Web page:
The device recorded during eight consecutive nights without gaps in the period of time that the GPS was turned on (13 h/day) until it run out of battery (12501 waypoints). Records obtained during the first night were not considered for the analyses. The home range, estimated as the minimum convex polygon, was 1746 ha (Fig 1).

Figure 1. Tracks recorded during eight consecutive nights for a Common Barn-owl (Tyto alba) instrumented with a GPS pet tracker device in an agroecosystem in Argentinean's rolling pampas. The home range (estimated as the minimum convex polygon) is shown.

From the speed and angle of each waypoint, we identify three movement patterns (Fig. 2) that could be attributed to different behav­iours: (1) straight-lined flights, with a linear pattern, speeds higher than 18 km/h and a low variation of the direction between subsequent segments (angles between 135-225°); (2) hunting, with a meandering pattern, speeds between 4-18 km/h and abrupt changes in directions between subsequent segments (0-135° or 225-360°); and (3) roosting, with a point or a star (with a recurrent center) pattern, speeds lower than 4 km/h and acute angles. The star pattern is typically produced by the GPS error when no movement occurs.

Figure 2. Detail of tracks recorded during one night for a Common Barn-owl (Tyto alba) instrumented with a GPS pet tracker device in an agroecosystem in Argentinean's rolling pampas, showing different movement patterns (meandering, linear and point, corresponding to hunting, straight-lined flights and roosting, respectively). The inset depicts the home range showed in figure 1.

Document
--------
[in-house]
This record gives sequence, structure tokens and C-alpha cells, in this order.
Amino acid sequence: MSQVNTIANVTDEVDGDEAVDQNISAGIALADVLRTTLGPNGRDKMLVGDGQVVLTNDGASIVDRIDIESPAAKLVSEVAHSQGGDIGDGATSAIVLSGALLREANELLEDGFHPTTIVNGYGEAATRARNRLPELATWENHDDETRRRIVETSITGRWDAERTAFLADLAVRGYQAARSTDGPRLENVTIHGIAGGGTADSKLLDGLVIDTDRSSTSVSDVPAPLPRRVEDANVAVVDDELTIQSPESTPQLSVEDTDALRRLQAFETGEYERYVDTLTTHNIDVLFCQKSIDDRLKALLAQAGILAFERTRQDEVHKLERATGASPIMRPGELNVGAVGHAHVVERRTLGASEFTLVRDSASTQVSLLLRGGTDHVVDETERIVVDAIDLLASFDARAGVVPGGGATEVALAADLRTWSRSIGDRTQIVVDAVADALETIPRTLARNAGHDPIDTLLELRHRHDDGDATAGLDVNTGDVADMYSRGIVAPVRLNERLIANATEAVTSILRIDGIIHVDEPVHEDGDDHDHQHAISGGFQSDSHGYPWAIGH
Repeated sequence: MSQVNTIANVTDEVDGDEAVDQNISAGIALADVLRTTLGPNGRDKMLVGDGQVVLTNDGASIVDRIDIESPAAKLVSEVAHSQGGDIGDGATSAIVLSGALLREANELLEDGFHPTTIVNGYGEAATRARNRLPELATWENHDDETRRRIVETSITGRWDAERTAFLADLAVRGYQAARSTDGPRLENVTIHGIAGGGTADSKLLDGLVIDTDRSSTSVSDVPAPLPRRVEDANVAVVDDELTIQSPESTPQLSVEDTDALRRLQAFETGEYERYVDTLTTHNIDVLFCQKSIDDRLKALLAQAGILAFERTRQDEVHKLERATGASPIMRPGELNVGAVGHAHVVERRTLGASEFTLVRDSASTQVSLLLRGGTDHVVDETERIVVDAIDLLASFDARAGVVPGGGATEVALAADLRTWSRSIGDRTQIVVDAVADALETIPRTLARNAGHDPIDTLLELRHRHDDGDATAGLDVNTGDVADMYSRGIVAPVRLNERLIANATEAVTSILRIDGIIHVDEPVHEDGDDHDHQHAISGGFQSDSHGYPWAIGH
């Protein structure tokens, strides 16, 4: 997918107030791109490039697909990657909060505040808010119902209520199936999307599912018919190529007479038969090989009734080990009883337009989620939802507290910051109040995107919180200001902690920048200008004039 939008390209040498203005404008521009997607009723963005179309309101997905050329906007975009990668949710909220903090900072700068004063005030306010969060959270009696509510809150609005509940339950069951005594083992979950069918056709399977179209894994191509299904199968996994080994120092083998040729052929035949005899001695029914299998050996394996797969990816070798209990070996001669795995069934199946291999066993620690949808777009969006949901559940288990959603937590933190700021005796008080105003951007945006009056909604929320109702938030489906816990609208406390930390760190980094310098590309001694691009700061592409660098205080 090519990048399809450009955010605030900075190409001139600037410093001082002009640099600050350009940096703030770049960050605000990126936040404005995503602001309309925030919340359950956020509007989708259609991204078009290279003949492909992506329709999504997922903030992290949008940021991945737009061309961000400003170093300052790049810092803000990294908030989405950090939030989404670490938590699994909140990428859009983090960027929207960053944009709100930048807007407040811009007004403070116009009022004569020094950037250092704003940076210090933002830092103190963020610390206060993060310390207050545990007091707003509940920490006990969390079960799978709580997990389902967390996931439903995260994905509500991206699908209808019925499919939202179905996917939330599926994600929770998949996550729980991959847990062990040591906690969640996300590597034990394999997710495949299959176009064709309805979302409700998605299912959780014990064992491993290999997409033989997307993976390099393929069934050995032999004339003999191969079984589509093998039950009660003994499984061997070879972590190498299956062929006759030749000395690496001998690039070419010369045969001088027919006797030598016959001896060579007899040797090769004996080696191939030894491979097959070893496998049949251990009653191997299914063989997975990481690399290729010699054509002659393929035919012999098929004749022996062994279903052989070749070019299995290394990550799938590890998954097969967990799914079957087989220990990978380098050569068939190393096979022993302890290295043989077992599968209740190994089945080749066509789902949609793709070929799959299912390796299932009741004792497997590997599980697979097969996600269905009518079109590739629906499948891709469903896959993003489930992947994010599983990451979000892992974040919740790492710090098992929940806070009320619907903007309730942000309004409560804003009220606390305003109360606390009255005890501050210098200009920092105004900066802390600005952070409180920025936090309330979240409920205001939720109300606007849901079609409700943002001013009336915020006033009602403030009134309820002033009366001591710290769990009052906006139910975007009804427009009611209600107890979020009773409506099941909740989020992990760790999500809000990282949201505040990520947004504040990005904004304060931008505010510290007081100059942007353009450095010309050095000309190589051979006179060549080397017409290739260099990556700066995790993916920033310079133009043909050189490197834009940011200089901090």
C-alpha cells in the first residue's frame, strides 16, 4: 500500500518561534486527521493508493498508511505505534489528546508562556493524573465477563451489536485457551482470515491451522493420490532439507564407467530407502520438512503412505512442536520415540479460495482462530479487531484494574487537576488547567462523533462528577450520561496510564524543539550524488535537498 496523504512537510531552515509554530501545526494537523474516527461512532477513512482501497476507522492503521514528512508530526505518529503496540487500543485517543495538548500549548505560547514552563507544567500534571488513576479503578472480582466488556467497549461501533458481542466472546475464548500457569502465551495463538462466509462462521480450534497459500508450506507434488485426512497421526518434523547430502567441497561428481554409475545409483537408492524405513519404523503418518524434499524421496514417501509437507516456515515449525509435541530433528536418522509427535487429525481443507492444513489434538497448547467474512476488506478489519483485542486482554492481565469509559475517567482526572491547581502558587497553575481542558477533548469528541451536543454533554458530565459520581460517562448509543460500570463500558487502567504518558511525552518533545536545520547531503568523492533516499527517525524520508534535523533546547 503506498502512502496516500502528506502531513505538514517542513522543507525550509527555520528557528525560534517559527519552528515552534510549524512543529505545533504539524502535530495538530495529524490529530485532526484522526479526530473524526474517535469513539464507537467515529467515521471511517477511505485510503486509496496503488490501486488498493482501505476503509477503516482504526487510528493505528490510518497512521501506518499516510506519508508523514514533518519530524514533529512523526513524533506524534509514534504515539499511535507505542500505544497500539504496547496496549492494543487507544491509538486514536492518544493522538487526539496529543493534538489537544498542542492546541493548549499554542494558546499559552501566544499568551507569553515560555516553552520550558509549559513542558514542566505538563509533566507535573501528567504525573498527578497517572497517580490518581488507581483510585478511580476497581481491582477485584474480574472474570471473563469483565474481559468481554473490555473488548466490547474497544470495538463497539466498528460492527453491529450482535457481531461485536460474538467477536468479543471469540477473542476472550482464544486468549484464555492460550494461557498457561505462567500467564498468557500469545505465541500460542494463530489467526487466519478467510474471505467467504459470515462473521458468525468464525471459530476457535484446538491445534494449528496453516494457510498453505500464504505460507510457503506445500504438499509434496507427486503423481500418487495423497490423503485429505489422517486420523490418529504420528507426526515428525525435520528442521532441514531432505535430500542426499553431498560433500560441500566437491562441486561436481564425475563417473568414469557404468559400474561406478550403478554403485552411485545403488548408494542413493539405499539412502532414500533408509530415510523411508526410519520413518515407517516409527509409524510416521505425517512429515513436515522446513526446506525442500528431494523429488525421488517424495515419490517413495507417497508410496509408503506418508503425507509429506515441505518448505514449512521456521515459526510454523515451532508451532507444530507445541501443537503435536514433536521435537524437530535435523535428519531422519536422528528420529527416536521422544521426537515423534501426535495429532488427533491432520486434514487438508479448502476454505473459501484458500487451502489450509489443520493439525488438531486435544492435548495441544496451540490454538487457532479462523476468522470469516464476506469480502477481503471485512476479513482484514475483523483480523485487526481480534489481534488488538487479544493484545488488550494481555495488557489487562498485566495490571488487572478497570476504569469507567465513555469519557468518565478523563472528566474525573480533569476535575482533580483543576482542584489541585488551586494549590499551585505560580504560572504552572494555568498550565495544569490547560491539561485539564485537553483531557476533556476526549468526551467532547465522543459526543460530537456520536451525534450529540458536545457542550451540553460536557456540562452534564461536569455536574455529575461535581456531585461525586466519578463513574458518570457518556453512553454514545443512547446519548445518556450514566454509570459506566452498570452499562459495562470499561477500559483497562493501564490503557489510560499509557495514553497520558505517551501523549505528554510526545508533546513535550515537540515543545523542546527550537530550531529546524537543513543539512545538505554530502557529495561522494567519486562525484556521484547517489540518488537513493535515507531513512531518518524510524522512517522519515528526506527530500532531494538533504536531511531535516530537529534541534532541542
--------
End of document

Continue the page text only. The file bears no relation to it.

The beginning of daily activity was recorded at 18:32 h (±4 min); i.e., a few minutes after twilight. The end was after 07:00 h, when the GPS turned off. The owl remained during the day in a roost 4.6 km far from the nest. During the first four hours of activity, a clear pattern was observed in six of the seven analyzed nights (Fig. 3). The owl, after leaving the day roost, showed a hunting behaviour during approximately 45 min. The first visit to the nest occurred on average at 19:15 h (range: 18:47-19:50 h). During the first four hours of activity, the owl visited the nest 2-6 times. This behavioural pattern (alternating hunting and visits to the nest) continued until 21:00 h. Thereafter the percentage of time the owl remained active decreased (Fig. 3). In the remaining nine hours of activity this percentage was variable between the analyzed nights.

Figure 3. Mean (±SE) activity level of a Common Barn-owl (Tyto alba) instrumented with a GPS pet tracker device in an agroecosystem in Argentinean's rolling pampas during the period of data collection.

Taking into account only the waypoints contained in the meandering patterns (i.e., during hunting), the values of the Ivlev's Electivity Index revealed that the owl selected vegetated areas (except where pigs were present) and barren areas with pigs for hunting (Fig. 4).

Figure 4. Values of the Ivlev's Electivity Index estimating land cover type selection by a Common Barn-owl (Tyto alba) instrumented with a GPS pet tracker device in an agroecosystem in Argentinean's rolling pampas.